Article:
Mealtime is an important part of improving our health. Several researchers have studied the subject for several years. For example, we know that mealtime is more critical for weight loss than calories, as is the state of mind that changes our food choices.
A new pilot study published on August 30, 2018 in the Journal of Nutritional Sciences indicates that minor changes to breakfast and dinner can reduce body fat. Indeed, changes in breakfast and dinner schedules can reduce body fat.
In a 10-week, time-limited feeding study, researchers at the University of Surrey (UK) investigated the impact of mealtime changes on diabetes and heart disease markers.
TIME AND BODY GREASE
Participants in this study were divided into two groups. Those who had to delay their breakfast 90 minutes and dinner 90 minutes earlier, and those who ate normally.
Participants were required to provide blood samples and complete feeding diaries before and during the 10-week intervention and to complete a feedback questionnaire immediately after the study.
Unlike previous studies in this area, participants were not required to follow a strict diet and could eat freely, provided they were in a certain window. This helped the researchers determine if this type of diet was easy to follow in everyday life.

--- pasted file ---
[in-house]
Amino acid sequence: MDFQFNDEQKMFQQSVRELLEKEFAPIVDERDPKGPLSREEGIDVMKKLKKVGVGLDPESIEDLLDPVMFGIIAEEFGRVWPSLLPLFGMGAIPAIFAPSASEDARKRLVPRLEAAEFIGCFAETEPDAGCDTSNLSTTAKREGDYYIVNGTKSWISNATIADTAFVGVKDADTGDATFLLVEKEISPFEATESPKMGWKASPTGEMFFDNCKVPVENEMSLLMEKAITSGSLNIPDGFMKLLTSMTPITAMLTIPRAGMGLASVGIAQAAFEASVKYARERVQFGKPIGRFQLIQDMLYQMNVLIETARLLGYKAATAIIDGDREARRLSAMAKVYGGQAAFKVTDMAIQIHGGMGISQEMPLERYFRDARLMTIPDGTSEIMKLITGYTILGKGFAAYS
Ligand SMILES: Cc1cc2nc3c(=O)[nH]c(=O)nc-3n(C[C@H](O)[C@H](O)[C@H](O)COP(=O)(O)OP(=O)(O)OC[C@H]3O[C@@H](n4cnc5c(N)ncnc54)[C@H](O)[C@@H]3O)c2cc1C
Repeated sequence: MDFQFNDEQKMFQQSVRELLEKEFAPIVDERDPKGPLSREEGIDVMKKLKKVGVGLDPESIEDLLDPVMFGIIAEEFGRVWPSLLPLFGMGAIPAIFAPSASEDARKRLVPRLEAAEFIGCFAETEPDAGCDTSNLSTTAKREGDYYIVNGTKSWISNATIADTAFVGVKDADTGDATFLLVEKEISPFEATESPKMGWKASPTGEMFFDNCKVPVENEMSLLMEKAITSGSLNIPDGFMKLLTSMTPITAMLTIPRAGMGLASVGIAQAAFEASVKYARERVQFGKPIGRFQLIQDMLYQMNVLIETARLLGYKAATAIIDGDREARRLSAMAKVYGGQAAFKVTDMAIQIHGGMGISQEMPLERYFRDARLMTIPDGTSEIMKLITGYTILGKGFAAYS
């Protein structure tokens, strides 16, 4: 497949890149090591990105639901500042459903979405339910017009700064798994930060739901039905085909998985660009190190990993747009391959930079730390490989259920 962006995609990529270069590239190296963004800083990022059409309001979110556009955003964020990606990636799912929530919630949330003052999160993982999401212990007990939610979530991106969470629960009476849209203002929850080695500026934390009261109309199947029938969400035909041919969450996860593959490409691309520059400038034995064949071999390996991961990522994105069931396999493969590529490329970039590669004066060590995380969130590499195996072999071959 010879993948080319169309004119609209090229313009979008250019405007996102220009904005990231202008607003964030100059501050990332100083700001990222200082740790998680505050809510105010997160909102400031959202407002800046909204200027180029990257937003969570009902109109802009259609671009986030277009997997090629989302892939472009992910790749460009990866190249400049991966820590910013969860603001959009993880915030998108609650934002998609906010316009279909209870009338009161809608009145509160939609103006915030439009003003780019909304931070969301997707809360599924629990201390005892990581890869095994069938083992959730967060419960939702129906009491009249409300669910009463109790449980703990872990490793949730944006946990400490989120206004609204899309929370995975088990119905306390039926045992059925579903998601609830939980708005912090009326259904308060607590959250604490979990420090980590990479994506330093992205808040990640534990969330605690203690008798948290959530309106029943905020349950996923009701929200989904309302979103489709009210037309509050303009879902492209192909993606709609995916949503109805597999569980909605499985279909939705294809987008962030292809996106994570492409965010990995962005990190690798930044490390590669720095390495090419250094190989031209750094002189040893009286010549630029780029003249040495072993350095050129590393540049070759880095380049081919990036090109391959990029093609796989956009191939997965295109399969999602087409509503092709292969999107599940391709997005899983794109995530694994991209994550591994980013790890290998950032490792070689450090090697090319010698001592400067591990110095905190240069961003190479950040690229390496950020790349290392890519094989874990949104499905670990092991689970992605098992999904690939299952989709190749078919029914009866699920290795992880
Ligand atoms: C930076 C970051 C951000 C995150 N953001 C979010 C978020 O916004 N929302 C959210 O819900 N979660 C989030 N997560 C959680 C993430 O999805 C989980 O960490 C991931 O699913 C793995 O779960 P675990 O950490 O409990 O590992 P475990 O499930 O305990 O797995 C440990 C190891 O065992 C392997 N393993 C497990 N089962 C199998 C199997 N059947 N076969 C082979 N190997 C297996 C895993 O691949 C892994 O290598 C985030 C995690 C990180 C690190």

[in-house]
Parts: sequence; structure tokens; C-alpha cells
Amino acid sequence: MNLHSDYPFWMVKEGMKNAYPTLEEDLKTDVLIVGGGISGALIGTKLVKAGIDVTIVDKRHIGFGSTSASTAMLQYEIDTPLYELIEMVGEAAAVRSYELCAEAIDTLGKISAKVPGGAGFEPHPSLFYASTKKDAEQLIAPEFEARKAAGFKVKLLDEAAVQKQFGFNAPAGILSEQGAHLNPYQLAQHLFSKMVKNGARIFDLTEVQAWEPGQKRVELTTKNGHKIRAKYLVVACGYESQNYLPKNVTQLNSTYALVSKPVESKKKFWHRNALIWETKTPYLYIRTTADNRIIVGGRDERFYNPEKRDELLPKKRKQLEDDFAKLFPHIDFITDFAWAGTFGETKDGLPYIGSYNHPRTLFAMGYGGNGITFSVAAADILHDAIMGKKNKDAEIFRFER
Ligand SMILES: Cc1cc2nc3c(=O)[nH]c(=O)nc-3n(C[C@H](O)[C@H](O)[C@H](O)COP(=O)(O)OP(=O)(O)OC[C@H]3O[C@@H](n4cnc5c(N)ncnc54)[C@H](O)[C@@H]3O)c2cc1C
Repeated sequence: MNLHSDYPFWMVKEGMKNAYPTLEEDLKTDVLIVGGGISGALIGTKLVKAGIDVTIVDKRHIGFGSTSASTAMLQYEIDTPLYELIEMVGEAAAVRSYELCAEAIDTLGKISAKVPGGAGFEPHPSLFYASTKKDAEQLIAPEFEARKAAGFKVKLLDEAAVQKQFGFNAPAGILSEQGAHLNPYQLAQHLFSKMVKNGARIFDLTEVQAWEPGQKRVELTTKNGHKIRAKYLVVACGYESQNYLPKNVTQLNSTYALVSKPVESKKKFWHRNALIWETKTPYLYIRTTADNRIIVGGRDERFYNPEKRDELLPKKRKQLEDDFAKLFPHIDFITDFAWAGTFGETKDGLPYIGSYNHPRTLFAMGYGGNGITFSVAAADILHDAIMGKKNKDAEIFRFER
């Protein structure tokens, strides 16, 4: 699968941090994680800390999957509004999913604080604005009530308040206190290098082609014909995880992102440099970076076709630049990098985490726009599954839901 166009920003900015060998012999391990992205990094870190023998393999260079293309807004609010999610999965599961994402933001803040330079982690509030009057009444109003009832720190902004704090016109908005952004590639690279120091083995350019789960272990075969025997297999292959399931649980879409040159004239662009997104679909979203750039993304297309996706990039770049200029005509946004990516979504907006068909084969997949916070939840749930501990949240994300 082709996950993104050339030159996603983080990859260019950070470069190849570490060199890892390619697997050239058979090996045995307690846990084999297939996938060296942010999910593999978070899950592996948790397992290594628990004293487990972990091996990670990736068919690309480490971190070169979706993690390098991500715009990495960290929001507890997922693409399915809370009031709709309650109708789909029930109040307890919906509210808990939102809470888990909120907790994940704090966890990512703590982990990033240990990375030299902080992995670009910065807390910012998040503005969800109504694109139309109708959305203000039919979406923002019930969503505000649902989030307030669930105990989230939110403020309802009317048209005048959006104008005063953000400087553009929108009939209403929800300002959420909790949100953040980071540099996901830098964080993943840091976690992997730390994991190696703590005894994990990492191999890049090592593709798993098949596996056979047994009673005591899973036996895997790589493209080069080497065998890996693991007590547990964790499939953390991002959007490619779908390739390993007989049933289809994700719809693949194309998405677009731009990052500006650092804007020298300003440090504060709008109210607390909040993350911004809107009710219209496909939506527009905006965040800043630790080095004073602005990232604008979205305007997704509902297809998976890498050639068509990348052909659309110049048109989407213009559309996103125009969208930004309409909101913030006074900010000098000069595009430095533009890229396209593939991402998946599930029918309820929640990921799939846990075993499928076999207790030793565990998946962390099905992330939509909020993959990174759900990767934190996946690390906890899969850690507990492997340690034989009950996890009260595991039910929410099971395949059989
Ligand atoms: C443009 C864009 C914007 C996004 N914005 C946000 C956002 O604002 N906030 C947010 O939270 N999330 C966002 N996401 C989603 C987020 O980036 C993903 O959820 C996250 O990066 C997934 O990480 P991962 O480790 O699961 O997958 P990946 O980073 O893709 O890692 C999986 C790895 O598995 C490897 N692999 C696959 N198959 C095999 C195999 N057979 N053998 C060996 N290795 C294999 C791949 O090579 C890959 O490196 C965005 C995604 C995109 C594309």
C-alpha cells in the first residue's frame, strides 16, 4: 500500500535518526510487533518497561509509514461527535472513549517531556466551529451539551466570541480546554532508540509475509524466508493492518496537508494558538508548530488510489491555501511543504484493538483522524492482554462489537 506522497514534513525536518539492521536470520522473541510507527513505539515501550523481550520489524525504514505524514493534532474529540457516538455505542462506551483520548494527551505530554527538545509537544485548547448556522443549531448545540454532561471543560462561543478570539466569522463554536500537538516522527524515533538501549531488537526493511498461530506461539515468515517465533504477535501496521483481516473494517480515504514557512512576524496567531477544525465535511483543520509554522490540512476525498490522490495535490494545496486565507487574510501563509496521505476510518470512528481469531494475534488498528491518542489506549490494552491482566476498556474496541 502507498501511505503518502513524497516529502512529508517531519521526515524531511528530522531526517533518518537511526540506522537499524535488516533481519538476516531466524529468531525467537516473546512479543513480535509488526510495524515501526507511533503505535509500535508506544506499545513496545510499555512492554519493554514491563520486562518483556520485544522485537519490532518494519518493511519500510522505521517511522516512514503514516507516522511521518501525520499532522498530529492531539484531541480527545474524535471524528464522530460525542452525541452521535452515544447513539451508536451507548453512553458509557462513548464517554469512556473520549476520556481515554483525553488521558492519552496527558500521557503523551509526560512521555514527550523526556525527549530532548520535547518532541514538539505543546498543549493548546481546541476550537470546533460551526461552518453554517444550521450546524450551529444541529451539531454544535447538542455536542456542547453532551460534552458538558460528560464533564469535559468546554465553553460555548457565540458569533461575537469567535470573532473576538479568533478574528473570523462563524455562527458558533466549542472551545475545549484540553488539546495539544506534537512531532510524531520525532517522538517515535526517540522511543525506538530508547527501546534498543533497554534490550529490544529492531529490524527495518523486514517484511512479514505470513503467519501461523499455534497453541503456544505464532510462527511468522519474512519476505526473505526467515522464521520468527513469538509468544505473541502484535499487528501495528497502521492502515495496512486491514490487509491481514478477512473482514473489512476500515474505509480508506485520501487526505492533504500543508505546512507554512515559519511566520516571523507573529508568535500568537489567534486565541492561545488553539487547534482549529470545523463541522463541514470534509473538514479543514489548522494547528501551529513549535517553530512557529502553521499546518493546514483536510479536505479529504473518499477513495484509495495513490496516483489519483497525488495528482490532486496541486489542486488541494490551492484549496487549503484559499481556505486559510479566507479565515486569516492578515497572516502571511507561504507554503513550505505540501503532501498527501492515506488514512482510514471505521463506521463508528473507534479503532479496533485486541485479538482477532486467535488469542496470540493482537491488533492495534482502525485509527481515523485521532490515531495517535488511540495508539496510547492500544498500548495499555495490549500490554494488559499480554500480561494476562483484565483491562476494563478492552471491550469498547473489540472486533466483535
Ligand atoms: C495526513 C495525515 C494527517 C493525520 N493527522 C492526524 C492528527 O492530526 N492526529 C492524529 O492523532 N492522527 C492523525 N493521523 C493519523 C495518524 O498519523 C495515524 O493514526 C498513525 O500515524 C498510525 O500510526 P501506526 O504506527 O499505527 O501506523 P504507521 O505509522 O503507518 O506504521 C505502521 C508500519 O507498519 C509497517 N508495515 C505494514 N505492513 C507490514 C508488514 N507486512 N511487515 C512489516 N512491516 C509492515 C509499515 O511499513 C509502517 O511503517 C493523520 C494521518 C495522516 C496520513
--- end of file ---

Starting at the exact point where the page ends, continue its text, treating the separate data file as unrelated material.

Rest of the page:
A LOSS OF TWICE MORE BODILY GREASE
The researchers found that those who changed their meals lost on average more than twice as much body fat as those in the control group who ate normally.
If these pilot data can be repeated in larger studies, it seems possible that the time-limited diet has health benefits.
Although there were no restrictions on what participants could eat, the researchers found that those who changed their meals consumed less food than the control group.
This result was supported by questionnaire responses that revealed that 57% of participants reported a reduction in dietary intake due to decreased appetite, reduced eating options, or decreased snacking. (especially in the evening). It is currently uncertain that the longer fasting period undertaken by this group has also contributed to this reduction in body fat.
As part of the study, researchers also examined whether fasting diets are compatible with daily living and long-term commitment. When asked, 57% of participants felt that they would not have been able to maintain the new meal times beyond the 10 weeks prescribed because of their incompatibility with family and social life. However, 43% of participants would consider continuing if meal times were more flexible.
Finally, although this study is small (60 healthy participants, aged 29-57), the researchers point out that this study provides invaluable information on how mild alterations to our meals can have beneficial effects. on our body. In addition, they indicate that fasting diets are difficult to follow and are not always compatible with family and social life. "So we have to make sure that they are flexible and conducive to real life. We will now use these preliminary results to develop larger and more comprehensive studies on time-limited feeding. "